I cannot condone passivity in the choice between a lesser of two evils in one place but not others... we select the lesser of two evils in all of our day to day experience... we show that we believe in this methodology of interacting with our environment, and we express morality and love of things in the same way.

If you interpret a a choice before you where in one option you stay up late watching netflix and you have no energy in the morning and the other you force yourself to turn off netflix, go to sleep and wake up with energy, I would suspect anyone answering this question would see that the right choice is the 2nd one... it is more desireable, more in line with what you consider worthwhile and good...

This circumstance is the same sort of choice between two options... two futures... in one the child lives and millions more similar children and others die... if a person would use a methodology in the example i presented above but they wouldn't use it here where the stakes are so much higher, i would have to call that person if they are consistent (and myself if I couldn't do it) a coward or an idiot, a sadist, or a sociopath. Probably just an inconsistent, contradictory person...as most people are.

And with the choice considered as an option, i think you would be responsible for your passivity as though it were a selection of a future of the suffering and death of millions and a rejection of an alternative future with only one.

The intentions here in not taking the life of the child, if they are empathetic intentions, are not applied logically, and anyway, the intentions are inconsequential relative to the selection of passivity which may as well have come from a person who hates people.

(I think)
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Re: Would you murder an innocent child with your bare hands to cure cancer?

Post by Nick_A »

Hi Scott
Assume that you could cure cancer, thereby saving many innocent lives, but to do so you had to murder an innocent child with your bare hands against the child's will while the child begs to live.

For the purposes of this discussion, let's define the word 'murder' to simply mean intentional non-consensual non-defensive killing of another human being. Under that definition, even legal killing can be murder. (Under other primarily statist definitions, murder is defined in part by illegality, such that the Nazi government didn't murder any Jews since those vicious killings were legal, which is not how I would use the word.)

Imagine for whatever reason that it would be legal for you to murder the child or to not murder the child, and thus you do not need to worry about legal or other repercussions such as someone trying to kill you in revenge, regardless of what you choose.

In this hypothetical, essentially, the only thing that might stop you from murdering an innocent child with your bare hands is your human kindness, compassion, sympathy, and/or personal code of conduct (and/or your moral or religious beliefs if you have any).

Ex hypothesi, the utilitarian thing to do is to murder the child with your bare hands. If you are a utilitarian, and not a hypocrite, then it seems the answer is simple: You would murder the child with your bare hands while the child begs to live.

However, if, like me, you are not a utilitarian, then your answer is likely different.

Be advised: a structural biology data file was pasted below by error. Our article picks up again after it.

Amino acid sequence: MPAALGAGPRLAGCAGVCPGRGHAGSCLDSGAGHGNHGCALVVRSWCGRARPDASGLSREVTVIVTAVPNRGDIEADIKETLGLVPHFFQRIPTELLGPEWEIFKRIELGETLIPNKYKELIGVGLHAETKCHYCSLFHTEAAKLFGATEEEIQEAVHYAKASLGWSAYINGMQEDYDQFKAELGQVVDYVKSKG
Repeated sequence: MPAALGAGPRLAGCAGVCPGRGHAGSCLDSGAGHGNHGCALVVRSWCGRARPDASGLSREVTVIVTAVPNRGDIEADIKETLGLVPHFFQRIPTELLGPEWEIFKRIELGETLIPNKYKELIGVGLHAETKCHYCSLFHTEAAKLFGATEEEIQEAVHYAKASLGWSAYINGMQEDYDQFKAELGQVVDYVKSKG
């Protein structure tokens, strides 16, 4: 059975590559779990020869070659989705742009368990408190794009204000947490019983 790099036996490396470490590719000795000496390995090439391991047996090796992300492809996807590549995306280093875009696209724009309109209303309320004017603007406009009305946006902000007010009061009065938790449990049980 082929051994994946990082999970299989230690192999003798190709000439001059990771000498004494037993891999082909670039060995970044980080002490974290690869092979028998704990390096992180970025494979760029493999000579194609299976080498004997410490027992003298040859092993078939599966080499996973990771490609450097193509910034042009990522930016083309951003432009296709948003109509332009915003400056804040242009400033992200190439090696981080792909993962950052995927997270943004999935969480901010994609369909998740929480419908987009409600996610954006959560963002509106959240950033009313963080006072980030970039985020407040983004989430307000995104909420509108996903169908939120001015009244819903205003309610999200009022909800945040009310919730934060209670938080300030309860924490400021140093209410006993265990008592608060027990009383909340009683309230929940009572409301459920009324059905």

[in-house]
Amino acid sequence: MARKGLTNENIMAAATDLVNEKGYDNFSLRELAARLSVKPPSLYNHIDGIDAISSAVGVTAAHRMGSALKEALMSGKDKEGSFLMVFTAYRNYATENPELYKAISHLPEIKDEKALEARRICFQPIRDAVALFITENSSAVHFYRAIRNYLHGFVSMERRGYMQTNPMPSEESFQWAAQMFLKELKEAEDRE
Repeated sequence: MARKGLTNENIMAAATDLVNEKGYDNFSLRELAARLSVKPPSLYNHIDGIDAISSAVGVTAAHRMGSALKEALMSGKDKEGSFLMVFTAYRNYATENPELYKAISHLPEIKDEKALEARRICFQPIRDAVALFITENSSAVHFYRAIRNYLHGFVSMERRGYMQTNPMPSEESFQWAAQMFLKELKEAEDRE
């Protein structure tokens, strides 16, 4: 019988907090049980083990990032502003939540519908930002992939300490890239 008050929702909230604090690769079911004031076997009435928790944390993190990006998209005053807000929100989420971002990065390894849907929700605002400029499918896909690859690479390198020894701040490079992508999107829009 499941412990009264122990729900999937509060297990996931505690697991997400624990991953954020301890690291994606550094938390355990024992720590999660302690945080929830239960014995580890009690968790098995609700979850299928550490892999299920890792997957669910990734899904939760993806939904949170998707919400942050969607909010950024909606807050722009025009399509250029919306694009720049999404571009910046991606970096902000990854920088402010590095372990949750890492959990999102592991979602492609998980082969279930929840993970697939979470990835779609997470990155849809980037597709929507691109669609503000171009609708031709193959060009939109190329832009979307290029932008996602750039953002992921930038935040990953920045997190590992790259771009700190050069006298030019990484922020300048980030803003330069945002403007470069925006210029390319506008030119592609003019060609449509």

So would you murder the child?
IMO it isn't a matter of being socialist, democrat, Republican, utilitarian, or whatever. It is a matter of objective conscience suppressed and normally not active in daily life. So I cannot say what I would do if I were touched by conscience as opposed to following indoctrinated justifications. I would have to take the Simone Weil test if I have the nerve. It would reveal the human thing to do.

There Comes

If you do not fight it---if you look, just
look, steadily,
upon it,

there comes
a moment when you cannot do it,
if it is evil;

if good, a moment
when you cannot
not.
Man would like to be an egoist and cannot. This is the most striking characteristic of his wretchedness and the source of his greatness." Simone Weil....Gravity and Grace
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Re: Would you murder an innocent child with your bare hands to cure cancer?

Post by LuckyR »

Scott wrote: May 5th, 2021, 5:14 pm Assume that you could cure cancer, thereby saving many innocent lives, but to do so you had to murder an innocent child with your bare hands against the child's will while the child begs to live.

For the purposes of this discussion, let's define the word 'murder' to simply mean intentional non-consensual non-defensive killing of another human being. Under that definition, even legal killing can be murder. (Under other primarily statist definitions, murder is defined in part by illegality, such that the Nazi government didn't murder any Jews since those vicious killings were legal, which is not how I would use the word.)

Imagine for whatever reason that it would be legal for you to murder the child or to not murder the child, and thus you do not need to worry about legal or other repercussions such as someone trying to kill you in revenge, regardless of what you choose.

In this hypothetical, essentially, the only thing that might stop you from murdering an innocent child with your bare hands is your human kindness, compassion, sympathy, and/or personal code of conduct (and/or your moral or religious beliefs if you have any).

Ex hypothesi, the utilitarian thing to do is to murder the child with your bare hands. If you are a utilitarian, and not a hypocrite, then it seems the answer is simple: You would murder the child with your bare hands while the child begs to live.